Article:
Celebrating African Americans in the Arts

These teens took to the stage for Black History Month


It’s important to celebrate Black history year-round, but February is a special time to highlight the contributions of Black Americans to arts, culture, technology and more. This year, the theme for Malverne High School’s annual celebration of Black history, hosted by the school’s Black Studies Club, was “African Americans in the Arts.”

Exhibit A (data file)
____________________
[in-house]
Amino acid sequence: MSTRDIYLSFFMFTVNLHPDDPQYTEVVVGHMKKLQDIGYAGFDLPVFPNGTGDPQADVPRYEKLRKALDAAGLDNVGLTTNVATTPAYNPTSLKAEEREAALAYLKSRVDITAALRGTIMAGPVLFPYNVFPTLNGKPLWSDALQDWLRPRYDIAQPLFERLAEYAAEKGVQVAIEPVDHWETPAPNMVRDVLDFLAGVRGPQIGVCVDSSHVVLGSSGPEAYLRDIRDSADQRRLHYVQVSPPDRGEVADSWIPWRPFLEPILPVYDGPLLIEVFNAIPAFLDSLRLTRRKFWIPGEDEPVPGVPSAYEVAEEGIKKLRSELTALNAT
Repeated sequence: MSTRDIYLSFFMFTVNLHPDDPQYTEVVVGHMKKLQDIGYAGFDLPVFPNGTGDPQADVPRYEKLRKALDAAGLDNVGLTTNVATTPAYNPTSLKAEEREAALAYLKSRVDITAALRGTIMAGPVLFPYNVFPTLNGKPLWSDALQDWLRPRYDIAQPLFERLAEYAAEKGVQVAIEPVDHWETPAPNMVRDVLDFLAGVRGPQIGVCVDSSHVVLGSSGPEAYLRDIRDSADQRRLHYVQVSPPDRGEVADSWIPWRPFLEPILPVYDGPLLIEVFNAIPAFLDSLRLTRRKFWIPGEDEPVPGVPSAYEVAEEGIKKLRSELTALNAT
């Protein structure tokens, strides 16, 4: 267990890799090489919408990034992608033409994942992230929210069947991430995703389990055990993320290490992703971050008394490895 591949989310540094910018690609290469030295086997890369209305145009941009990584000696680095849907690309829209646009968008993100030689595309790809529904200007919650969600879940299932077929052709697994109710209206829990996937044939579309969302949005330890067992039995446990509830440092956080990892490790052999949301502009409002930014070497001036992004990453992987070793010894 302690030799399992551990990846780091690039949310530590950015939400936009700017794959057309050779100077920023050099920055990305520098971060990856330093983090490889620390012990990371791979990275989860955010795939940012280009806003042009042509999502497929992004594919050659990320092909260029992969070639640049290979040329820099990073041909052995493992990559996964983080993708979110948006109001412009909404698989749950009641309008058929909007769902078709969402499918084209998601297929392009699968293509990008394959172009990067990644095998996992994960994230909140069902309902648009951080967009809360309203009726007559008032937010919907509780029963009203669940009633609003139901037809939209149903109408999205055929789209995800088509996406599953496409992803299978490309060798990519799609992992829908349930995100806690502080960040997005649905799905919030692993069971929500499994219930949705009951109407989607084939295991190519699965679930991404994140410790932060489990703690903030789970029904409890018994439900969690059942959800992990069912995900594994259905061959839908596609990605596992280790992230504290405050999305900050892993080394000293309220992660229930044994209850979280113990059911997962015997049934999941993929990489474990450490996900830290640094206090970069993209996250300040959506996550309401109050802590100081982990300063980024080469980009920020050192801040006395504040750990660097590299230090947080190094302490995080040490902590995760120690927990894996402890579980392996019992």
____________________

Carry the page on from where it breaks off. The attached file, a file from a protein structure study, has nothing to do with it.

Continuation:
Students celebrated the cultural contributions of Black Americans by through song, dance, poetry and food. The event, on Feb. 15 in the high school’s Performing Arts Center, was open and free of charge for the public to enjoy.

The Malverne school district has a special relationship with the history of civil rights — Rev. Martin Luther King Jr. himself marched down Ocean Ave. nearly 60 years ago to advocate for the district’s desegregation. Today, the struggles and successes of Black Americans are honored and celebrated by Malverne faculty and students — the project to rename Lindner Place, named after a Ku Klux Klan member, to Acorn Way was spearheaded by young activists in Malverne High School.